I decided to pass briefly through New York on the way to Chicago so I might rendezvous with Richard. An additional upshot of this was that I got to see Dan once again, at the 51st and Lexington station where we took up residence before. Dan even began to refer to that stretch of passageway as “our wall.”
Right away things looked good. I felt quite strangely chipper despite seeing a certain person while in New Haven – in fact, I felt absolutely incredible. Some of my giddiness and enthusiasm and boundless energy returned. This attitude happily preserved me through yet another standardly New York working day – no tips and a surfeit of “you don’t exist” glances. The beginning of the pitch also provided me with an initial burst of energy. A set of absolutely adorable girls locked eyes and waved at me for nearly a full minute, with the cutest repeated “Bye!”s. While this delayed the next song rather significantly, I’d much rather be waving at adorables than trying to entertain ingratiates.
I embraced the slow pitch by taking the opportunity to test some of my originals in the excellent acoustics, spurred by Dan’s encouragement. I went through a gamut of emotional tones for him – from happy to sad to bitter to pensive… for the last, my song Stamsund I was at last rewarded by a generous old woman – who looked like she tipped two dollars but as Dan and I discerned later, it was just a single folded up very neatly. My voice felt great and I found myself able to really enjoy the acoustics there.
Now, as I’ve harped endlessly, one of the main reasons I’m continuing to busk owes to my mission to change the image of Asians. I hope I’m successful in some small way in that. I noted this day (11.9.10) that the youthful Asian passersby often seemed shocked. They’d leave with this look written in their eyes and faces like they’d been… enlightened? Sort of this “Oh!” which I hope to be (and therefore read as) “That’s new, I never thought of that before.” The older Asian passersby, however, tend to be my harshest critics, making it incredibly plain with their body language that they think of me as some sort of disgrace. Interesting stuff.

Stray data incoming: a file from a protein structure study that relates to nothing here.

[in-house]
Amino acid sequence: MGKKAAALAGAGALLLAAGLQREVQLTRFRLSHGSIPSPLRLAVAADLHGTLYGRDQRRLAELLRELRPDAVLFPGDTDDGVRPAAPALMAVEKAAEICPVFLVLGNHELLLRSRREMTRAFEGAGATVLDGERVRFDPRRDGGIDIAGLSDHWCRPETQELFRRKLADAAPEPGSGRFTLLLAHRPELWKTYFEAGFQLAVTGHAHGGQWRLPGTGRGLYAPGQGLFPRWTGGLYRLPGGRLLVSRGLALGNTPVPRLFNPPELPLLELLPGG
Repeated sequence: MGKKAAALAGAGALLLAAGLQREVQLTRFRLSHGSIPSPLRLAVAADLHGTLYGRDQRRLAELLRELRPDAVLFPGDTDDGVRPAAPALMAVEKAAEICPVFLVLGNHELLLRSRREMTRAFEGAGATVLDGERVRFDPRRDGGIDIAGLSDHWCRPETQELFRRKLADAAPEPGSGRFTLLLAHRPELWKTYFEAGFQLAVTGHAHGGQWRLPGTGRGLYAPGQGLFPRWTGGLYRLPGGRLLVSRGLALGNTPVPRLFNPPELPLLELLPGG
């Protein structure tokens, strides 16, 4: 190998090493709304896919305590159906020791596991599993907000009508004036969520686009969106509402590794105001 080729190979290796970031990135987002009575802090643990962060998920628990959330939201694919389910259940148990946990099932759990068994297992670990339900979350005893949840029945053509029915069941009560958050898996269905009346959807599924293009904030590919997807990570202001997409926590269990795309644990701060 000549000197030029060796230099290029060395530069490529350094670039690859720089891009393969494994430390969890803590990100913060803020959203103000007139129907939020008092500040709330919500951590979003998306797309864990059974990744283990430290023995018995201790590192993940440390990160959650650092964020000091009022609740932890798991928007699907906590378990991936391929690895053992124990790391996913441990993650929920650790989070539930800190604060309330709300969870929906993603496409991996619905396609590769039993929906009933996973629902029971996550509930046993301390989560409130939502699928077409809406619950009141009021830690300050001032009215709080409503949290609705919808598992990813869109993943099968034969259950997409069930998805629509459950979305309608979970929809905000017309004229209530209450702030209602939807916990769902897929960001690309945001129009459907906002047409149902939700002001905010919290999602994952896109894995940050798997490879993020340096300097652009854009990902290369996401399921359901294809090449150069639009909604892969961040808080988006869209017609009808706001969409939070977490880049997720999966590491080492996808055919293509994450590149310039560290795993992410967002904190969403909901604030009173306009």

My train to Chicago was set to depart at 3:45 PM, so I gave myself twenty odd minutes from packing up my case and all. It should have been easily sufficient. As Dan put it, I managed to somehow break the transit system. Dan and I waited on the platform for the E train, which we noticed was rather uncharacteristically bursting with people. You know… suffice it to say that the E train in our particular section wasn’t functional. One came at precisely the last minute for me to make my train, but on arriving in Penn Station I couldn’t claim my ticket as the entire Amtrak system was down. The machines, the computers for those behind the desk – even when I called the 800 number, as the server outage or whatever it was affected the entire nation, apparently.
After a fiasco of ticket haggling and such, Dan and I returned to “our wall.” He declined my occasional impulses to take “that train! and see where it goes!” or “lets play here!” which was probably for the best. Upon returning to 51st and Lexington, we were greeted with an absolutely absurd crush of people – the aftermath of the earlier reroute. The volume and density reminded me of Hong Kong rush hour, without any of the smoothness or efficiency and the chaos of Edirne.
Naturally, I had to sing Mad World while Dan filmed. At the first chorus you can see the man who told me “I like that song!” brightly and tipping me.
The rest of the pitch consisted mostly of oldies, as for whatever reason the songs Dan picked for me ended up being from at least thirty years prior: Scarborough Fair, The Rose, Operator, Streets of London, Landslide… it felt like a good, continuous vibe for that stressed environment – a set of slow, folksy ballads to counter peoples’ impatience – pressing against each other in front of closed elevator doors, crushing each other in a funnel to the escalator downwards. Most of those who looked in my direction gave me kindly smiles.
I love having someone around to help choose songs for me to sing, as it reminds of ones I happen to pass over in my glance at my repertoire list. Towards the end of the pitch a woman came by to tip me during a gap between songs when I was explaining something or other to Dan and she kindly asked me, “Are you going to sing me something?” In writing it’s hard to convey how friendly and joshing the way she said it was – I had to oblige immediately. She declined making a request (here in America I’ve noticed no one “has time” to stop and make a request) and chose old out of my profferred old/new dichotomy. So I sang her The Boxer. To her. She sang along softly for the first two verses and chorus before walking off with that satisfied “Well, I didn’t expect that/That was different” expression.
A quick note on how it feels to take advantage of the generosity of my friends. Because I do feel rather guilty for it – asking to be treated to meals or to raid the fridge because I simply can’t make ends meet even without such costs. I went to dinner with Dan and Richard that night at a diner and the “Who’ll cover Terrence” conversation at the end made me feel somewhat ashamed of my lack of capital. Someday, perhaps, I will either feel more comfortable accepting generosity or have a stable enough lifestyle to preclude it’s necessity.
Earnings: $8.15, 2 hours
Song of the Day: The Boxer – Simon & Garfunkel
One thought on “No Work, New York, Day 5”
I felt the mood of your song and the way you sang it fitted well with the atmosphere of the tunnel as captured by the video – a little nostalgic, it little wishful. I enjoyed it very much.